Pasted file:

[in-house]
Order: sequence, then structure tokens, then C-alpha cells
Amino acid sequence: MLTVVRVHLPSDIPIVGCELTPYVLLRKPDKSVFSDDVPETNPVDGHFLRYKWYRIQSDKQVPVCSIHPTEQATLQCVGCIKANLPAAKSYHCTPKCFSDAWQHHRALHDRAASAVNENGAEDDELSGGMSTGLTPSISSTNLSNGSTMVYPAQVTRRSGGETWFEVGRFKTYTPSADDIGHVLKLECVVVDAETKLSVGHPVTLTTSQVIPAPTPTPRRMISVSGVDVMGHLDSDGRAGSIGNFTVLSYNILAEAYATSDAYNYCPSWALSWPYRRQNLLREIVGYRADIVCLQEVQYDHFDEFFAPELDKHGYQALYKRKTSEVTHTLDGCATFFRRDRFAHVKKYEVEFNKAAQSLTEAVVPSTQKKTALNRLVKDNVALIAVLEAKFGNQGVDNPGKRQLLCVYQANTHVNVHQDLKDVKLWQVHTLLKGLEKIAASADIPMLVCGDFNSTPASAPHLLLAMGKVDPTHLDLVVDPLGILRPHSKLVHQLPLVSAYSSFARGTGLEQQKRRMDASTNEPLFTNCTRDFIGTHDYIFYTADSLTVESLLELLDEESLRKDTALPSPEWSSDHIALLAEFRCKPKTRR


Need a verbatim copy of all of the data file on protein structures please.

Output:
[in-house]
Order: sequence, then structure tokens, then C-alpha cells
Amino acid sequence: MLTVVRVHLPSDIPIVGCELTPYVLLRKPDKSVFSDDVPETNPVDGHFLRYKWYRIQSDKQVPVCSIHPTEQATLQCVGCIKANLPAAKSYHCTPKCFSDAWQHHRALHDRAASAVNENGAEDDELSGGMSTGLTPSISSTNLSNGSTMVYPAQVTRRSGGETWFEVGRFKTYTPSADDIGHVLKLECVVVDAETKLSVGHPVTLTTSQVIPAPTPTPRRMISVSGVDVMGHLDSDGRAGSIGNFTVLSYNILAEAYATSDAYNYCPSWALSWPYRRQNLLREIVGYRADIVCLQEVQYDHFDEFFAPELDKHGYQALYKRKTSEVTHTLDGCATFFRRDRFAHVKKYEVEFNKAAQSLTEAVVPSTQKKTALNRLVKDNVALIAVLEAKFGNQGVDNPGKRQLLCVYQANTHVNVHQDLKDVKLWQVHTLLKGLEKIAASADIPMLVCGDFNSTPASAPHLLLAMGKVDPTHLDLVVDPLGILRPHSKLVHQLPLVSAYSSFARGTGLEQQKRRMDASTNEPLFTNCTRDFIGTHDYIFYTADSLTVESLLELLDEESLRKDTALPSPEWSSDHIALLAEFRCKPKTRR